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Eleven Shares

Throughout much of her life, or at least that part of her life for which I was around, my mom kept a stock account at Merrill Lynch. There was never a huge sum of money in the account, but there was always something – stocks, bonds, etc. Like the savings bonds that my brothers and I kept in a safe deposit box, the securities in Mom's account were meant for use at some distant, unspecified point in the far, far future, when we would need the money.

When Dad died, it was time to cash in our own bonds.

When Mom died, almost six months ago now, she still had her account at Merrill Lynch. But in the last years of her life, she had depleted the account, selling off stock in order to pay for the various necessities of life. When my brothers and I liquidated the account, all that was left was eleven shares of one particular stock.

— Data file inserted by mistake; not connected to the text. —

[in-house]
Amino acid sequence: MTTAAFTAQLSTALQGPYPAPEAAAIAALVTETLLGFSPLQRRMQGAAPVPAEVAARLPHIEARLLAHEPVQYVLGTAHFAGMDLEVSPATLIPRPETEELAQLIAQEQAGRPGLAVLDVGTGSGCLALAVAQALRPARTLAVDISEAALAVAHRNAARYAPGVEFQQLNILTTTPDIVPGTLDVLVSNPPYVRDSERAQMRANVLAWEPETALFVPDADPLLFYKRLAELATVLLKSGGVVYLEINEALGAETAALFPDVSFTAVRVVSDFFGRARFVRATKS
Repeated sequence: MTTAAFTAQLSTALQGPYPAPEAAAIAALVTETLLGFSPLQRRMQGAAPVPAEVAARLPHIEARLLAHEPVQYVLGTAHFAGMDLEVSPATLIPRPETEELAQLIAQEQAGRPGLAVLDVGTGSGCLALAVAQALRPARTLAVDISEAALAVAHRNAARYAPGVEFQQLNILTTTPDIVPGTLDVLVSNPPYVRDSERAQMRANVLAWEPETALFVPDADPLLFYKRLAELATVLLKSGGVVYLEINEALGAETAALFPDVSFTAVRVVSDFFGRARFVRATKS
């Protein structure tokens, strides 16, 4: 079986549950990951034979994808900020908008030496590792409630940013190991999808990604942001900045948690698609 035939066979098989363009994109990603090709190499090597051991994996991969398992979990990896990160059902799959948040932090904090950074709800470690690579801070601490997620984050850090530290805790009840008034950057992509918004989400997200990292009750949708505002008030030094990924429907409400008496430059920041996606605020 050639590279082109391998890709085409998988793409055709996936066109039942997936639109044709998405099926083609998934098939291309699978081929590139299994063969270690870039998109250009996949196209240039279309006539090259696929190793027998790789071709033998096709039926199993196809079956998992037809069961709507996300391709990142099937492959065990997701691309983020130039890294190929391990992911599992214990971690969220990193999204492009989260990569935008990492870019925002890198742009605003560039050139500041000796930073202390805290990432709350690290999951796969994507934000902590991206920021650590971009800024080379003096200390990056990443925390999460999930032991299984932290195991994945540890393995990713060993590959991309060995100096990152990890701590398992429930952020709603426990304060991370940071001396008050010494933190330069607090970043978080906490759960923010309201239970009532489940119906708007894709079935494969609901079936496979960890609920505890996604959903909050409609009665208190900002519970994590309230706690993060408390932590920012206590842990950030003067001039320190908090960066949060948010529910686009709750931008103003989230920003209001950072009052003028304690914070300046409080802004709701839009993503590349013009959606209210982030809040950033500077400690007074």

Today, I bought eleven shares of that stock. For the rest of my life, I may find myself needing to use funds for my own necessities, but I'll always know that those eleven shares are there, as if Mom is still looking out for me.
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My Nana owned stock in a no-name pharmaceutical company that got taken over by Schering Plough. She always marveled about how well she did with this investment. When she died in 2000, she left me $25K.

I used most of that money to support a low-paying freelance career, but in Nana's honor I bought 20 shares of Schering Plough. It's since split and at the moment the 40 shares are worth less than I paid. But that could change, and the point is that I too consider this Nana's way of watching over me.
I'm glad to see I'm not the only one to do something like this.
Know the feeling; I was given one share of First Union (now Wachovia) stock at birth by my maternal grandfather, and shortly before he died when I was 11, my father bought me 5 more shares to go with the 7 shares stock splits had turned the original into. Still own them, now with dividend reinvestment up to 150+ shares.
My grandfather Marker left shares to all of us when he died. My mother has done the same thing -- never selling the stock. She used to say every quarter when a dividend check came in that she felt like it was a check from her father.
So, nu? Which company? Inquiring former day traders want to know.
*hugs* That's lovely.
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